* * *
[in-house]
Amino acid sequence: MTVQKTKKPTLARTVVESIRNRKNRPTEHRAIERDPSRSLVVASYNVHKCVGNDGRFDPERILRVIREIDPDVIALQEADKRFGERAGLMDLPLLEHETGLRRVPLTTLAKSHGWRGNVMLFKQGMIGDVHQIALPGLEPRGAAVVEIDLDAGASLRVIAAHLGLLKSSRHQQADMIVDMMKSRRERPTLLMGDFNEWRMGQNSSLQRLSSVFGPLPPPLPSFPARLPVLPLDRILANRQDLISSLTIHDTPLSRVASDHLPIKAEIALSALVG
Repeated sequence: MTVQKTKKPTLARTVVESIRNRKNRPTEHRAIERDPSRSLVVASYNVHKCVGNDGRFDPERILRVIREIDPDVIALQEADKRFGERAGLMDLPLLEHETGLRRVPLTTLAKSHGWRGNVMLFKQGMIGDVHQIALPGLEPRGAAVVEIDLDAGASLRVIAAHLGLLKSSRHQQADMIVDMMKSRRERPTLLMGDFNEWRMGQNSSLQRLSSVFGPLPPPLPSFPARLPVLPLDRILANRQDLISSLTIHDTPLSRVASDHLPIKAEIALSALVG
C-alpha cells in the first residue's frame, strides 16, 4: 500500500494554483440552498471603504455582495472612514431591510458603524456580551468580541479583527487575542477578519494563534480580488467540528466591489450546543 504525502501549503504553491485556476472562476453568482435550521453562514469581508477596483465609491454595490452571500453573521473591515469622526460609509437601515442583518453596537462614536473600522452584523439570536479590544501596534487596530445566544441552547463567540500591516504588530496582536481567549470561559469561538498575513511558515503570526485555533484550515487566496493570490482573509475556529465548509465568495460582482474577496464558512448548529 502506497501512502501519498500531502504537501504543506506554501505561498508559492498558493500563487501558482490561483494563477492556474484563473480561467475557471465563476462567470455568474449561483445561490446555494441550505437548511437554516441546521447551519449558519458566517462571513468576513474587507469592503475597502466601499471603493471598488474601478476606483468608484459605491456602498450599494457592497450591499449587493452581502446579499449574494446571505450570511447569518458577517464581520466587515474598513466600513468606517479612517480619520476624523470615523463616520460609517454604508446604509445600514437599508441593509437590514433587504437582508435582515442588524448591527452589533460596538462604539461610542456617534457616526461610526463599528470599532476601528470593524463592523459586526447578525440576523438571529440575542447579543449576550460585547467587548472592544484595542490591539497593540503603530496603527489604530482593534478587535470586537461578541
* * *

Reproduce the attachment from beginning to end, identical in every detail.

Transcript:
[in-house]
Amino acid sequence: MTVQKTKKPTLARTVVESIRNRKNRPTEHRAIERDPSRSLVVASYNVHKCVGNDGRFDPERILRVIREIDPDVIALQEADKRFGERAGLMDLPLLEHETGLRRVPLTTLAKSHGWRGNVMLFKQGMIGDVHQIALPGLEPRGAAVVEIDLDAGASLRVIAAHLGLLKSSRHQQADMIVDMMKSRRERPTLLMGDFNEWRMGQNSSLQRLSSVFGPLPPPLPSFPARLPVLPLDRILANRQDLISSLTIHDTPLSRVASDHLPIKAEIALSALVG
Repeated sequence: MTVQKTKKPTLARTVVESIRNRKNRPTEHRAIERDPSRSLVVASYNVHKCVGNDGRFDPERILRVIREIDPDVIALQEADKRFGERAGLMDLPLLEHETGLRRVPLTTLAKSHGWRGNVMLFKQGMIGDVHQIALPGLEPRGAAVVEIDLDAGASLRVIAAHLGLLKSSRHQQADMIVDMMKSRRERPTLLMGDFNEWRMGQNSSLQRLSSVFGPLPPPLPSFPARLPVLPLDRILANRQDLISSLTIHDTPLSRVASDHLPIKAEIALSALVG
C-alpha cells in the first residue's frame, strides 16, 4: 500500500494554483440552498471603504455582495472612514431591510458603524456580551468580541479583527487575542477578519494563534480580488467540528466591489450546543 504525502501549503504553491485556476472562476453568482435550521453562514469581508477596483465609491454595490452571500453573521473591515469622526460609509437601515442583518453596537462614536473600522452584523439570536479590544501596534487596530445566544441552547463567540500591516504588530496582536481567549470561559469561538498575513511558515503570526485555533484550515487566496493570490482573509475556529465548509465568495460582482474577496464558512448548529 502506497501512502501519498500531502504537501504543506506554501505561498508559492498558493500563487501558482490561483494563477492556474484563473480561467475557471465563476462567470455568474449561483445561490446555494441550505437548511437554516441546521447551519449558519458566517462571513468576513474587507469592503475597502466601499471603493471598488474601478476606483468608484459605491456602498450599494457592497450591499449587493452581502446579499449574494446571505450570511447569518458577517464581520466587515474598513466600513468606517479612517480619520476624523470615523463616520460609517454604508446604509445600514437599508441593509437590514433587504437582508435582515442588524448591527452589533460596538462604539461610542456617534457616526461610526463599528470599532476601528470593524463592523459586526447578525440576523438571529440575542447579543449576550460585547467587548472592544484595542490591539497593540503603530496603527489604530482593534478587535470586537461578541